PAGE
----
Biden vows to stand with Asia on freedom, hits at China on Taiwan
President Joe Biden told Southeast Asian nations on Wednesday the United States would stand with them in defending freedom of the seas and democracy and called China’s actions towards Taiwan “coercive” and a threat to peace and stability.
Speaking at a virtual East Asia Summit attended by Chinese Premier Li Keqiang, Biden said Washington would start talks with partners in the Indo-Pacific about developing a regional economic framework, something critics say his regional strategy has lacked.
Southeast Asia has become a strategic battleground between the United States and China, which controls most of the South China Sea, and Beijing has turned up military and political pressure on fiercely democratic Taiwan, a self-ruled island Beijing considers its own.
Biden reiterated that the United States had a “rock-solid” commitment to Taiwan. “We are deeply concerned by China’s coercive … actions,” Biden said, charging that they “threaten regional peace and stability.”
Li Keqiang told the summit, which brought together leaders of the 10-nation Association of Southeast Asian Nations (ASEAN) with regional partners, that upholding peace, stability, freedom of navigation and overflight in the South China Sea was in everyone’s interest. “The South China Sea is our common home,” he said.
Biden last week said the United States, which is obliged by a 1979 law to provide Taiwan with the means to defend itself, would come to Taiwan’s defense if it was attacked by China. Those comments caused a stir because they appeared to depart from a long-held U.S. policy of “strategic ambiguity” as to how Washington would respond to such a scenario.
The White House said Biden was not signaling a change in U.S. policy toward Taiwan, and some analysts dismissed his comments as a gaffe.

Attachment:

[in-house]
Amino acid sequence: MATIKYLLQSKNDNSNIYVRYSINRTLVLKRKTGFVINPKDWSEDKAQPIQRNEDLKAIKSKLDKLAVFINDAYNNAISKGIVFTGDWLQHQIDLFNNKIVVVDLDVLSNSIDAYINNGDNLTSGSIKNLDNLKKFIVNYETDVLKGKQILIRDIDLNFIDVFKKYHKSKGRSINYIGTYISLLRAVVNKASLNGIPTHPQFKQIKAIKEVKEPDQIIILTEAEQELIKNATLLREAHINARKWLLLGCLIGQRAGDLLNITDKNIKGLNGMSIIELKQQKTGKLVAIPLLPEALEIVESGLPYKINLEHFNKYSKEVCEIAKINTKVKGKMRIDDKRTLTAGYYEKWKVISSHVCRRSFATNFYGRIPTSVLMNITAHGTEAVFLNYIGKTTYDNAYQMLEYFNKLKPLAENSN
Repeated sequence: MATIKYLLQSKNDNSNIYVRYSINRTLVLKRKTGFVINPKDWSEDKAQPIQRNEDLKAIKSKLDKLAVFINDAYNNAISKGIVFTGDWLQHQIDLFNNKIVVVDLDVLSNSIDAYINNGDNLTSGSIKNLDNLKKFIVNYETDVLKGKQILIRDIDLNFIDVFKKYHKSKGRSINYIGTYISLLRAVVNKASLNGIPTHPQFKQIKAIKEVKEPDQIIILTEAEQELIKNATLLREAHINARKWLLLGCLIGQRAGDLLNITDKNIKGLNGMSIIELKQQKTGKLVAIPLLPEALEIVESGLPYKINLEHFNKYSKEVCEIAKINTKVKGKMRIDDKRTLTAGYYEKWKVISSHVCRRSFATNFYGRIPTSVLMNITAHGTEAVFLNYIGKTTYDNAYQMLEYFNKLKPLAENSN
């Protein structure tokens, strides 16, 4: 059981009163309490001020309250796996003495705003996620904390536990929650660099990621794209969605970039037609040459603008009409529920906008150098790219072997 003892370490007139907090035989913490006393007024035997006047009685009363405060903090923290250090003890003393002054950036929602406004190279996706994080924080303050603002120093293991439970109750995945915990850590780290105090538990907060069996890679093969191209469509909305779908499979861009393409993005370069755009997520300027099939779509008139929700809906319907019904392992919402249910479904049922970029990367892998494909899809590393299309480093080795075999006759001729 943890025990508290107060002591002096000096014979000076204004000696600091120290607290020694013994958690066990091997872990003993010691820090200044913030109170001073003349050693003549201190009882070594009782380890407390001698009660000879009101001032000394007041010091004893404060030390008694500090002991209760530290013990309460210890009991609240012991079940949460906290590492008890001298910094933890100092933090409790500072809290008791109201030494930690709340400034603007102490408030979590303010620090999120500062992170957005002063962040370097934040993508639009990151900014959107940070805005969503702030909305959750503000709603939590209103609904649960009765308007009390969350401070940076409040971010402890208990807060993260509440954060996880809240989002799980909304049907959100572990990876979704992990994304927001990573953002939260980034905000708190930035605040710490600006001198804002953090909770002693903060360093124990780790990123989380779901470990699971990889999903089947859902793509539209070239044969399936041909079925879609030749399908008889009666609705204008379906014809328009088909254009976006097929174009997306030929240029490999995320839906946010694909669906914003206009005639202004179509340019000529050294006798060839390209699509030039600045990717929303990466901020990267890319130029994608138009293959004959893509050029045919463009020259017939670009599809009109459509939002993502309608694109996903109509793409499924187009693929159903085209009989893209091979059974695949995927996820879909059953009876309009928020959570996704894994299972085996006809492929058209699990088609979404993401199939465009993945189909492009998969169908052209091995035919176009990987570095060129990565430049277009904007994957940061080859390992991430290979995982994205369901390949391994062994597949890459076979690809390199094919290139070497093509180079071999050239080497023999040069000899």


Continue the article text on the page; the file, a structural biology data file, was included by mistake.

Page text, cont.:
Tensions between Taiwan and China have escalated in recent weeks as Beijing has staged repeated air missions over the Taiwan Strait, the waterway separating the island and the mainland.
China expressed displeasure at Biden’s comments last week, urging Washington “not to send the wrong signals to the forces of Taiwan independence, to avoid seriously harming Sino-U.S. ties and peace and stability in the Taiwan Strait.”
Biden joined Southeast Asian leaders in rebuking Myanmar’s junta.
“In Myanmar, we must address the tragedy caused by the military coup which is increasingly undermining regional stability,” he said, calling for the release of political prisoners and a return to democracy.
ASEAN began three days of summits on Tuesday without a representative from Myanmar following its top general’s exclusion for ignoring peace proposals.
Biden also said he would speak out for “human rights in Xinjiang and Tibet (and) the rights of the people of Hong Kong.” China denies rights abuses in its outlying regions of Xinjiang and Tibet and in the former British colony of Hong Kong.
Biden’s economic initiative
Biden said Washington would begin discussions with partners in the Indo-Pacific to develop a regional economic framework.
Critics of U.S. strategy for the region point to its lack of an economic component after former President Donald Trump withdrew from the trade deal now known as the Comprehensive and Progressive Agreement for Trans-Pacific Partnership in 2017.
The Biden administration has so far avoided any moves to return to an agreement that critics say could cost U.S. jobs and a senior official of the U.S. administration stressed that the initiative the president referred to “is not a trade deal.”
“What the president said … was that we will begin discussions with partners to develop an economic framework to position us well for the future – laser-focused on making life better for workers and the middle class – and that will guide our economic engagement in the region,” the official said.
A White House readout said the envisaged network would also “define our shared objectives around trade facilitation” as well as standards for decarbonisation and clean energy.
Australia and ASEAN agreed on Wednesday to establish a “comprehensive strategic partnership,” a sign of Canberra’s ambition to play a bigger role in the region.
Australian Prime Minister Scott Morrison said the pact would strengthen diplomatic and security ties and promised the country would “back it with substance”.
Morrison sought to reassure ASEAN that a trilateral security pact agreed last month between the United States, Britain and Australia, under which Australia will get access to nuclear-powered submarines, would not be a threat to the region.
Reporting by Ain Bandial in Bandar Seri Begawan and Tom Allard in Sydney; Additional reporting by Stanley Widianto in Jakarta; Kiyoshi Takenaka in Tokyo, Colin Packham in Canberra, David Brunnstrom in Washington and Neil Jerome Morales in Manila; Writing by Martin Petty and Nick Macfie; Editing by Jon Boyle, Sonya Hepinstall and Howard Goller
The views and opinions expressed in this article are those of the author and do not necessarily reflect the views of The Kootneeti Team